Solar panels on the roof provide some of the electricity to charge the buses.

When the buses are charged overnight, they will draw current from the mains in the conventional way. However, Druitt says the solar panels will produce more power than is needed to keep the two buses going throughout the day (a maximum of 21kW), so the company will be a net contributor to the grid. This means it can claim that, conceptually, the buses are entirely solar-powered.

The battery packs fitted by Magtec are said to be able to power the buses for up to 130miles on a single charge – more than enough for the eight round trips of around 12miles on route 52. However, Druitt is taking a cautious approach to their range. When we talked to him, trials were just starting. ‘We have yet to determine if these buses will run a whole shift on a single charge,’ he says, ‘so we might have to be a bit creative.’

His solution is to run one bus in the mornings, then pull it in for interim recharging while the other bus takes over – an approach that will be possible because the 52 is a one-bus route. ‘We may be favourably surprised by the battery capacity,’ he says, ‘but the terrain is hilly, so we don’t want to make assumptions at this stage.’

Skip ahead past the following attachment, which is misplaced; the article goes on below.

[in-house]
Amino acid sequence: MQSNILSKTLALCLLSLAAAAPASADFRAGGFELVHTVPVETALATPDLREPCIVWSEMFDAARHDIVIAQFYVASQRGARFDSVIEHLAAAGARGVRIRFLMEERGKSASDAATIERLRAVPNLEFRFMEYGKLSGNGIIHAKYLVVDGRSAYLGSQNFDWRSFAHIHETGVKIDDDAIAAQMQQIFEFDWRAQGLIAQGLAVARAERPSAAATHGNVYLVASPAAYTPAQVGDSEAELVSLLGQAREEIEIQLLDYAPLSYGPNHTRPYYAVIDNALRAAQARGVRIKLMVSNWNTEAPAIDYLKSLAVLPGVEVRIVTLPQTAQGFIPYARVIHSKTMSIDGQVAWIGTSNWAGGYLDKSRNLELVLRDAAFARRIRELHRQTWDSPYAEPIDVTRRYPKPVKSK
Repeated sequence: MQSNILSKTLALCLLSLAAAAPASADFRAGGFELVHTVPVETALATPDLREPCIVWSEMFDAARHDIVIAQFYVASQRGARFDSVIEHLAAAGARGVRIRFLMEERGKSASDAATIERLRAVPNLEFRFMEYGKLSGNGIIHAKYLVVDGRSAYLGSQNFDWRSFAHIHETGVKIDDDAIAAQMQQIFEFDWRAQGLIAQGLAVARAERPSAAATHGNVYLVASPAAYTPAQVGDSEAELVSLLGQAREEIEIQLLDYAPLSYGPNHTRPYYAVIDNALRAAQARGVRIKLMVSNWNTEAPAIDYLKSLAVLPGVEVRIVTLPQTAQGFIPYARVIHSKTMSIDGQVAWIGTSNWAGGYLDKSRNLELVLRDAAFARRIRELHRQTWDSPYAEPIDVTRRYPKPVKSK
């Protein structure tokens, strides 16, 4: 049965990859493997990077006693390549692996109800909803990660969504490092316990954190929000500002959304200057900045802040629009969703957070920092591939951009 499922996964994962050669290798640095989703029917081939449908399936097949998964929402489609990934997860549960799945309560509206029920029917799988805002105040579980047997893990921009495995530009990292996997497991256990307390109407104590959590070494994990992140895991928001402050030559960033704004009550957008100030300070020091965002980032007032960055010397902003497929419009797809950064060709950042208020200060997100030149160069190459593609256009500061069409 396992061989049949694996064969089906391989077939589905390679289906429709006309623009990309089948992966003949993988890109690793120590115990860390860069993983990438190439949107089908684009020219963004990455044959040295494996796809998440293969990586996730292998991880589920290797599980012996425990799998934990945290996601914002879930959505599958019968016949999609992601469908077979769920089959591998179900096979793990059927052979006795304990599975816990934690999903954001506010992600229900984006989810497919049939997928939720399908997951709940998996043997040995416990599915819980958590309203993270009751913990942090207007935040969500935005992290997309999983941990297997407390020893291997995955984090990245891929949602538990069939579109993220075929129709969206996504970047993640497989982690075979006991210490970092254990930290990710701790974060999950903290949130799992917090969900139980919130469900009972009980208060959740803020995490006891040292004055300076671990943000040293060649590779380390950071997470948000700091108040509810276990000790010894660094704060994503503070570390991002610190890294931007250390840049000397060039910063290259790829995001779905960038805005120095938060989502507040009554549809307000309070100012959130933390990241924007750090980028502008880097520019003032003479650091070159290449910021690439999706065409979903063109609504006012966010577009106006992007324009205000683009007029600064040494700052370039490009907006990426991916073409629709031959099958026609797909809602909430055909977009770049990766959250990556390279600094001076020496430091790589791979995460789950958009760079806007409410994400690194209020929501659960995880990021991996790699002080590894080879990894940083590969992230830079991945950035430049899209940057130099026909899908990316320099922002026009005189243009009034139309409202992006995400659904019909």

We may be favourably surprised by the battery capacity, but the terrain is hilly, so we won’t make assumptions

The company has bought three Solos. The initial vehicle, an ex-First South Yorkshire 26-seater, is ready for service and has been named Om Shanti, an eastern invocation of peace and goodwill. The second is undergoing conversion, and there are plans to convert the third to electric power once the necessary funding is in place. The Big Lemon also plans to double the number of solar panels on the workshop roof. ‘Then we will have more than enough capacity to run three buses on solar power,’ Druitt says.